What is a credit card purchase rate?

Do you know what the interest rate you are charged on your credit card is? We take a closer look at what a credit card purchase rate is.

Confused girl with the text “What is a credit card purchase rate?” and The Motley Fool jester cap logo

When investing, your capital is at risk. The value of your investments can go down as well as up and you may get back less than you put in.

Read More

The content of this article is provided for information purposes only and is not intended to be, nor does it constitute, any form of personal advice. Investments in a currency other than sterling are exposed to currency exchange risk. Currency exchange rates are constantly changing, which may affect the value of the investment in sterling terms. You could lose money in sterling even if the stock price rises in the currency of origin. Stocks listed on overseas exchanges may be subject to additional dealing and exchange rate charges, and may have other tax implications, and may not provide the same, or any, regulatory protection as in the UK.

It may surprise you to know that your credit card has more than one rate of interest. There is its purchase rate, balance transfer rate, money transfer rate and cash advance rate. But it’s the credit card purchase rate that dictates what interest you will be charged on anything you buy using your card.

So let’s take a look at how a credit card purchase rate works, how it differs from an APR and what a 0% purchases card is.

What is a credit card purchase rate?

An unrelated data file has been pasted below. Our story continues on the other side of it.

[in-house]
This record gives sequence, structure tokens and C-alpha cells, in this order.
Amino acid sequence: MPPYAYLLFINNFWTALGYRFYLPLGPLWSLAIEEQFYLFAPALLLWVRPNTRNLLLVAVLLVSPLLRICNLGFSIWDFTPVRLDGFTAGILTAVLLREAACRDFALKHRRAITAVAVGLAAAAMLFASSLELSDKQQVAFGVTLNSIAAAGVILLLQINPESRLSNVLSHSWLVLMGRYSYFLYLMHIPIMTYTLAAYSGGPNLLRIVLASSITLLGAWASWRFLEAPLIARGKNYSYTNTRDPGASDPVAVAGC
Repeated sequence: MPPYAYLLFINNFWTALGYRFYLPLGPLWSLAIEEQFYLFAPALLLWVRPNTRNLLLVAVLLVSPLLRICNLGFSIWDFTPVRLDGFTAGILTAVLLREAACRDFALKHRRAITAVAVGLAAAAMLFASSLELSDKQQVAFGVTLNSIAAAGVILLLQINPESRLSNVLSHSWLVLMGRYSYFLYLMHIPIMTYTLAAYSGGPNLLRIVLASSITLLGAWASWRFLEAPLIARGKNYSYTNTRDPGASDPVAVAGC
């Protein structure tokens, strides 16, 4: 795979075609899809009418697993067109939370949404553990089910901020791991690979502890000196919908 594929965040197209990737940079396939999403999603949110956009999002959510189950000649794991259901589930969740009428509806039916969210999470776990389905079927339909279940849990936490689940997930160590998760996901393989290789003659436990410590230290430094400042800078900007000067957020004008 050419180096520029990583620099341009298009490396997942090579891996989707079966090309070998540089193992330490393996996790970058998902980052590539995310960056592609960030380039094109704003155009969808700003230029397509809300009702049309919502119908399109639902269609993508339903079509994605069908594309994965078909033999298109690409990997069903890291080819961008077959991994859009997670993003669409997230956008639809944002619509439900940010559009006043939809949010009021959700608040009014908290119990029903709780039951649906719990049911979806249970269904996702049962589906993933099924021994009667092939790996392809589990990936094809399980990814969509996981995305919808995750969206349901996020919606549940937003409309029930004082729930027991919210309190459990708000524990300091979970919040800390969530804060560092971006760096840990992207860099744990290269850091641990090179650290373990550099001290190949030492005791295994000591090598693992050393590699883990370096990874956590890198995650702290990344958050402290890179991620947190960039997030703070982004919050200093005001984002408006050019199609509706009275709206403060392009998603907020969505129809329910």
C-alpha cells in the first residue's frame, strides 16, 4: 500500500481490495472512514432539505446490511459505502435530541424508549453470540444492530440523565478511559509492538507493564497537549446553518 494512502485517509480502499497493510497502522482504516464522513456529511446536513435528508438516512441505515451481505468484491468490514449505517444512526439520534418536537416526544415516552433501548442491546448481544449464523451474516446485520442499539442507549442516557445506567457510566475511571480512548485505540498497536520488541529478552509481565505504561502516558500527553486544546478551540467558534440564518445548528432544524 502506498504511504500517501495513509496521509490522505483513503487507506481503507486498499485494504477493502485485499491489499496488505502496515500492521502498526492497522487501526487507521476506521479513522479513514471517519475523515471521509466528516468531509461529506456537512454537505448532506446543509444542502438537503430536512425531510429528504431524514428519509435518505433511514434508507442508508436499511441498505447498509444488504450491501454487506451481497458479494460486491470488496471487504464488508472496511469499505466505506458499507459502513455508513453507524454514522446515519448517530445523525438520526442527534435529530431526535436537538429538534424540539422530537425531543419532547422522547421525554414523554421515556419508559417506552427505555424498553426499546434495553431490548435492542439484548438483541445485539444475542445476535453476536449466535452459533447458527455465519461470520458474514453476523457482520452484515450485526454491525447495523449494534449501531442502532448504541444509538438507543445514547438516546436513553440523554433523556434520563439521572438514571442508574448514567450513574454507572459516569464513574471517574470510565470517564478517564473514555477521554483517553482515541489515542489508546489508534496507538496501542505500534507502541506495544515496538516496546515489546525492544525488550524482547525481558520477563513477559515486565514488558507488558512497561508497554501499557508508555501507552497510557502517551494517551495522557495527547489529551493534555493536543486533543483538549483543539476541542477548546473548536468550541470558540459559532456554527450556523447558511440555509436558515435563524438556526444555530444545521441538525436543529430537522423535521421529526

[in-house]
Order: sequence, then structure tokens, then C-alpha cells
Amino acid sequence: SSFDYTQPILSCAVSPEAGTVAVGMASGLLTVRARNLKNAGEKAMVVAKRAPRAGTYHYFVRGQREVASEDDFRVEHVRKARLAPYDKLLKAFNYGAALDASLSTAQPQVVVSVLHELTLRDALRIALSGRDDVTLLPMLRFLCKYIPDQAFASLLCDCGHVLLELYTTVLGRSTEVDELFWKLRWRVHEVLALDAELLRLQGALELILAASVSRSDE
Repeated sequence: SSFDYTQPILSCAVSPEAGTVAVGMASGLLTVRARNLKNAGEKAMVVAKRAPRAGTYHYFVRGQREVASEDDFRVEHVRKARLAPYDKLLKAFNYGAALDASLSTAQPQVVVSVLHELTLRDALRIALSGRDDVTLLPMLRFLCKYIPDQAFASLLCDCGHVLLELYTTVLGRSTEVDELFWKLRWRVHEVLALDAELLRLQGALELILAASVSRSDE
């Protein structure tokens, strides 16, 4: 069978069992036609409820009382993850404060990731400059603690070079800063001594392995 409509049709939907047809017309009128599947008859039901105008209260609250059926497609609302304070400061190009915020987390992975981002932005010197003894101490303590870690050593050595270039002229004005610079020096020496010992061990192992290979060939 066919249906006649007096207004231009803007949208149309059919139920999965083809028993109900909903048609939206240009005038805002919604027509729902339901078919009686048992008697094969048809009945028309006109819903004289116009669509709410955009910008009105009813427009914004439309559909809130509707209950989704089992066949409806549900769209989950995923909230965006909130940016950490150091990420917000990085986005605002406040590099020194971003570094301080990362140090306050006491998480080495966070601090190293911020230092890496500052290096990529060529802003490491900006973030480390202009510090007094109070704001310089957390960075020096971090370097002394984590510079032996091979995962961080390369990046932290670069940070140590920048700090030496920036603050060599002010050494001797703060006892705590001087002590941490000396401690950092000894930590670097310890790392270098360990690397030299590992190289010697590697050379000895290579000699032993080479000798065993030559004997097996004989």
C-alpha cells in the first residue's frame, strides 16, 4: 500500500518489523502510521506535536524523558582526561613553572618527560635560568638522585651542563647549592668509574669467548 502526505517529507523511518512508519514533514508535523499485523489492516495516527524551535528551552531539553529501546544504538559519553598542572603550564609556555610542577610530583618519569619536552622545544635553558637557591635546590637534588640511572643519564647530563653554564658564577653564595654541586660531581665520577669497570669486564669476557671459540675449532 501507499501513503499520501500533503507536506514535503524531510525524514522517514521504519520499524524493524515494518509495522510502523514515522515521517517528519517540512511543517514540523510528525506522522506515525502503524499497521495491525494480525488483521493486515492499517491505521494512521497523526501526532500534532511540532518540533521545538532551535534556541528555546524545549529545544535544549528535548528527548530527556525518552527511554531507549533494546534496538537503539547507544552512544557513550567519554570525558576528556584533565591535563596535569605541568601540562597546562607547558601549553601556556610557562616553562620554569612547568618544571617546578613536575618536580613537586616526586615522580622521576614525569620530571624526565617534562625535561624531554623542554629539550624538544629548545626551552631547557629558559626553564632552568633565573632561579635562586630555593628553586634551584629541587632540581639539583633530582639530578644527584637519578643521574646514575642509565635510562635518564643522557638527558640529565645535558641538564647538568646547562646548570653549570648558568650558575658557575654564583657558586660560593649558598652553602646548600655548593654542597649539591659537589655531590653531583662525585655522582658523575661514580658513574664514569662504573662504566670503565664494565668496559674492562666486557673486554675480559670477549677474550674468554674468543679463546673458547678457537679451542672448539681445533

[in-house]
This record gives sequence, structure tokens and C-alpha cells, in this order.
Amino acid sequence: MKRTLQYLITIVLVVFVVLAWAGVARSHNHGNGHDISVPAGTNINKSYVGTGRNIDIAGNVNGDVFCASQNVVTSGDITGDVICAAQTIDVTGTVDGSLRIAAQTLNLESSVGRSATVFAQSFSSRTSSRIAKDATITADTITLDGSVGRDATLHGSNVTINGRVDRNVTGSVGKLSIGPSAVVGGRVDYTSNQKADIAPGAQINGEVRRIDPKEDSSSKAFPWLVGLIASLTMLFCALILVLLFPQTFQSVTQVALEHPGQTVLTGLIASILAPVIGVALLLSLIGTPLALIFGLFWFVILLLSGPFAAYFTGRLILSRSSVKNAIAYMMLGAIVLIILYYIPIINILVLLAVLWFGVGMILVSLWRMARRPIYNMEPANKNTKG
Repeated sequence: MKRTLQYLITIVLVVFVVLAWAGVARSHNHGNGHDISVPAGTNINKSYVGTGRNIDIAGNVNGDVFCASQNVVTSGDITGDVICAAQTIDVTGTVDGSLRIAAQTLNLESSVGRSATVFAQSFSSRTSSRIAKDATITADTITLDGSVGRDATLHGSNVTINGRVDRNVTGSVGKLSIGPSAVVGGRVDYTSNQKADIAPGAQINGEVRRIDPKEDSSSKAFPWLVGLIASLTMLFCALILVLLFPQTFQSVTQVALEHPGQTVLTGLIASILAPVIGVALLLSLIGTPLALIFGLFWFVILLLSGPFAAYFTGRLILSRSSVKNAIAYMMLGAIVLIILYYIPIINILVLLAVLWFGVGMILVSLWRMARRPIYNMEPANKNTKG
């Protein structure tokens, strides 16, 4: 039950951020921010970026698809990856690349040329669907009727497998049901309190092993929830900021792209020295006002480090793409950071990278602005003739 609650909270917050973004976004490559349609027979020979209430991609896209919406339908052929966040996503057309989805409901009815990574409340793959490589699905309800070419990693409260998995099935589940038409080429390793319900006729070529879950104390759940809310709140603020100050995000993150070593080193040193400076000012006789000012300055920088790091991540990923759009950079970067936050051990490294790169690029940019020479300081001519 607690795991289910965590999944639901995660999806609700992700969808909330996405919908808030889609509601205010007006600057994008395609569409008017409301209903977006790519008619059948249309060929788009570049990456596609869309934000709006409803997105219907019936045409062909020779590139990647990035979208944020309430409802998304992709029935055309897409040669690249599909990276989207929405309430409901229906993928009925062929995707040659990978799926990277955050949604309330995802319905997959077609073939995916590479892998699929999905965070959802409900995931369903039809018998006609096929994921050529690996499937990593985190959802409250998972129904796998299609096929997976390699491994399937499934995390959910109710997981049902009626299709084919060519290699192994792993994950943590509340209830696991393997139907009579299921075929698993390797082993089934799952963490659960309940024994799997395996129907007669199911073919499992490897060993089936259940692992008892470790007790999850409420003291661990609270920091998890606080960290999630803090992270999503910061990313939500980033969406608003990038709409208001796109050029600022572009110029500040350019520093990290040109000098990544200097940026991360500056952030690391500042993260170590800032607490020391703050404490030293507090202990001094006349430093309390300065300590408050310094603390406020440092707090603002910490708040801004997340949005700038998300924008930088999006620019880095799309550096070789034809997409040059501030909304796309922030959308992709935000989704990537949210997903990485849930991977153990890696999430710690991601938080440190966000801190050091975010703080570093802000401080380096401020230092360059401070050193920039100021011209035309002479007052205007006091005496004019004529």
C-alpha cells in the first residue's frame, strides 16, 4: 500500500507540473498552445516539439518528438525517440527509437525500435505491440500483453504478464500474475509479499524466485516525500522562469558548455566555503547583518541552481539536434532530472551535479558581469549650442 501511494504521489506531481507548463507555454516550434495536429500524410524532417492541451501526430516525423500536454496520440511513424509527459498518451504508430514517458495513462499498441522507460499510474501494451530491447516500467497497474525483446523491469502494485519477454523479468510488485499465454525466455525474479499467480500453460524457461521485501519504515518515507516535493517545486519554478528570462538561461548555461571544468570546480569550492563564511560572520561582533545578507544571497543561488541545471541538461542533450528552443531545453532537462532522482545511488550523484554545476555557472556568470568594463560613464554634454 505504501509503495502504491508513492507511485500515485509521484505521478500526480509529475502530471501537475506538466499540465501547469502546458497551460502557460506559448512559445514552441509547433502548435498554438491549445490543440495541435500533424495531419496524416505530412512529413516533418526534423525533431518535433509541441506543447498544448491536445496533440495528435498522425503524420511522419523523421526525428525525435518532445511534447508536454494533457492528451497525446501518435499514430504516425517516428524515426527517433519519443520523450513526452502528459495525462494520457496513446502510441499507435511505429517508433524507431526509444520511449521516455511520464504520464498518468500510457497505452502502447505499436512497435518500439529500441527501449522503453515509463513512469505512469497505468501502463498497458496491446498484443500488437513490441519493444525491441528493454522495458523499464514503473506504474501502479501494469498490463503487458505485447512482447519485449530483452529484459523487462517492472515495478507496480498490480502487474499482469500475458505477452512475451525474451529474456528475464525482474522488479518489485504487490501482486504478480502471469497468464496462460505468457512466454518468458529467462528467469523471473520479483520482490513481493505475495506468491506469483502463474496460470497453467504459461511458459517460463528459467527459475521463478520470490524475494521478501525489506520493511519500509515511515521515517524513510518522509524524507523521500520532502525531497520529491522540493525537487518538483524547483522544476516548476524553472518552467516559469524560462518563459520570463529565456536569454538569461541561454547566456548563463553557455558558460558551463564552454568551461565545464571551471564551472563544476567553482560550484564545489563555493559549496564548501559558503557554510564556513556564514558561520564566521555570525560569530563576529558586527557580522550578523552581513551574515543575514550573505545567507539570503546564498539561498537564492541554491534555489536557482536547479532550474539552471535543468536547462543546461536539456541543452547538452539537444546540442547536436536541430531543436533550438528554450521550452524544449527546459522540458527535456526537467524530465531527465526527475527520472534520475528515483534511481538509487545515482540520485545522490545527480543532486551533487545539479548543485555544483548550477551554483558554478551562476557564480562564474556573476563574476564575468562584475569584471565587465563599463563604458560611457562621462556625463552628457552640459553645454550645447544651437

Your credit card purchase rate is the rate applied to any new purchases made on your card. It is commonly referred to as your card’s interest rate. This is because it is the rate you will be charged on any outstanding balances.

It’s important to understand that most credit cards have an interest-free ‘grace period’. You won’t pay interest on your purchases straight away. If you pay your balance in full and on time, you can avoid incurring any interest charges at all.

However, if you leave an outstanding balance on your card – and you don’t have a 0% purchases promotion period in place – you will be charged interest at your purchase rate.

How is it different from an APR?

Your APR (Annual Percentage Rate) is the cost of borrowing over a whole year. This is the rate you will want to look at when comparing credit cards. It will give you the best handle of the compulsory charges included on any card.

Your card’s APR takes into account interest as well as any other charges included with your card. So it includes your purchase rate. But it also includes things like annual fees. So that is why you may find that your credit card’s purchase rate is different from your APR.

What other rates does a credit card have?

Alongside your purchase rate, you will find that your credit card also has a cash advances rate, a balance transfer rate and a money transfer rate.

Confused? Don’t be.

The likelihood is that you will mostly use your card for purchases. But if you plan to use your card to withdraw cash (not a wise move as you will be charged a fee and interest straight away) or to transfer a balance, it is worth knowing what you could potentially be charged for those transactions.

What is a 0% purchases card?

A 0% purchases credit card is one that gives you an interest-free period on purchases for a set period of time. So for an agreed period, typically several months, you will not be charged your credit card’s purchase rate if you leave an outstanding balance.

This type of card is useful if you want to spread the cost of what you buy over several months. For example, if you need to buy a new sofa, you could use a 0% purchases credit card and pay the balance off over several months. Used correctly, you could avoid paying any interest at all!

But the key here is to make sure that you pay the balance off before the end of your interest-free period. Because if there is anything left outstanding, your card will revert to the purchase rate. And then you will incur interest charges after all.

Our list of top-rated 0% purchase credit cards in the UK is a great place to help you determine which card is best for you.